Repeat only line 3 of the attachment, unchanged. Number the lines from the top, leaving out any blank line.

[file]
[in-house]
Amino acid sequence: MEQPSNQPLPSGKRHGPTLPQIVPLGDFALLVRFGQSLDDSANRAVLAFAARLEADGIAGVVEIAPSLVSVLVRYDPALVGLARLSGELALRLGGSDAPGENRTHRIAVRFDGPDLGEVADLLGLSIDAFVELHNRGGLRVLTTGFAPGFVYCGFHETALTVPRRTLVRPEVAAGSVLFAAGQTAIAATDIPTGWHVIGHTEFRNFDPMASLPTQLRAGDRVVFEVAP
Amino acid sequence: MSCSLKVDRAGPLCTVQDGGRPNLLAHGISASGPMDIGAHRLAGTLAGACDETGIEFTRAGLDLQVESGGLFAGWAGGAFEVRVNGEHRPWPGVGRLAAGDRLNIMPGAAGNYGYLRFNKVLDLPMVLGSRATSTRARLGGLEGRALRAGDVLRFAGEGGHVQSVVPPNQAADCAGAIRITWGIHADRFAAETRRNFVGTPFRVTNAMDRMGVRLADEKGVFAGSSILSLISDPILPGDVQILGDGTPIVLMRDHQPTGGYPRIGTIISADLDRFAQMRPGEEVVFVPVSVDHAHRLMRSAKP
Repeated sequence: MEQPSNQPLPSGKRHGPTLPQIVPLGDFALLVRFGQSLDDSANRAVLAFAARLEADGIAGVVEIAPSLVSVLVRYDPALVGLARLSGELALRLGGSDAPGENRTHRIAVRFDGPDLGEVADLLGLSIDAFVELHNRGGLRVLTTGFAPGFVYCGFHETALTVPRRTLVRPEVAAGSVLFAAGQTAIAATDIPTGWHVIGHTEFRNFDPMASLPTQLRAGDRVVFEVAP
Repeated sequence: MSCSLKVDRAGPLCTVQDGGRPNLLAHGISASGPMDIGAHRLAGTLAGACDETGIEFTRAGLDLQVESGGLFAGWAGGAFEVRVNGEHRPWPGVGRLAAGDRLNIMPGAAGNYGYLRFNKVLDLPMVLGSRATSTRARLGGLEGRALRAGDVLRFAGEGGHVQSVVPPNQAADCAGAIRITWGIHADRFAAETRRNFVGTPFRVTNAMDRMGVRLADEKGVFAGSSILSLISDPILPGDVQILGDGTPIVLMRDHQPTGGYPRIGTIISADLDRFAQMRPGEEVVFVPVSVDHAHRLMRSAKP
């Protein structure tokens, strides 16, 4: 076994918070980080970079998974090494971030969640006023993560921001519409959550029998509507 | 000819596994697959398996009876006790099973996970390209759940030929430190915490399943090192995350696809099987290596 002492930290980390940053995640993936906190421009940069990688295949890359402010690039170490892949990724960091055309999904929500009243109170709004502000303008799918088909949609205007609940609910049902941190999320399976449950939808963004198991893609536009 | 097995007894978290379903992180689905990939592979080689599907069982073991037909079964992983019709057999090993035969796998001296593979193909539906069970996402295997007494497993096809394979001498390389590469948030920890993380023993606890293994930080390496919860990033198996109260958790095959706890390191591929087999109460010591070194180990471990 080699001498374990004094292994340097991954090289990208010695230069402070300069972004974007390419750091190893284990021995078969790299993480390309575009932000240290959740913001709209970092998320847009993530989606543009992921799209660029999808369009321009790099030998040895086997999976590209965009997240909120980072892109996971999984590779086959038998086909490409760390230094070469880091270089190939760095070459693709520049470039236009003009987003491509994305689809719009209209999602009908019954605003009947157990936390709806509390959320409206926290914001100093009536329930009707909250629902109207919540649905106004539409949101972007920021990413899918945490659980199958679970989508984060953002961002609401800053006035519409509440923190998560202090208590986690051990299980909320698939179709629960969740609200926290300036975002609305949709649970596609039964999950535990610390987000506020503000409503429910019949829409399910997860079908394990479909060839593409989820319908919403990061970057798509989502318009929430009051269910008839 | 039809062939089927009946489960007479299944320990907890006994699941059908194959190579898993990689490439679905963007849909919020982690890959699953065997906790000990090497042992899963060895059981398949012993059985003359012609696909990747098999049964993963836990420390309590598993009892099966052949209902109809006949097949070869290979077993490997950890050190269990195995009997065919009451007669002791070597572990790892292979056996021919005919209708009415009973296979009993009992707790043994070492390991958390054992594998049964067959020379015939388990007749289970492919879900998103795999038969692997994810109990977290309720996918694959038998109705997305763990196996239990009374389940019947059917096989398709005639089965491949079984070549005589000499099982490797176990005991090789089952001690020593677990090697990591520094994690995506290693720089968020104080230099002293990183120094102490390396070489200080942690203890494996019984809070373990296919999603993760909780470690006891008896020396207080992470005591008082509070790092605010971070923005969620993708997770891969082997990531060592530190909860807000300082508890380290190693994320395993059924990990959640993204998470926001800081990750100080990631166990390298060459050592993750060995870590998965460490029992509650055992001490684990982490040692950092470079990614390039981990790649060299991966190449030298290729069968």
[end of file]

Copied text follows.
Amino acid sequence: MSCSLKVDRAGPLCTVQDGGRPNLLAHGISASGPMDIGAHRLAGTLAGACDETGIEFTRAGLDLQVESGGLFAGWAGGAFEVRVNGEHRPWPGVGRLAAGDRLNIMPGAAGNYGYLRFNKVLDLPMVLGSRATSTRARLGGLEGRALRAGDVLRFAGEGGHVQSVVPPNQAADCAGAIRITWGIHADRFAAETRRNFVGTPFRVTNAMDRMGVRLADEKGVFAGSSILSLISDPILPGDVQILGDGTPIVLMRDHQPTGGYPRIGTIISADLDRFAQMRPGEEVVFVPVSVDHAHRLMRSAKP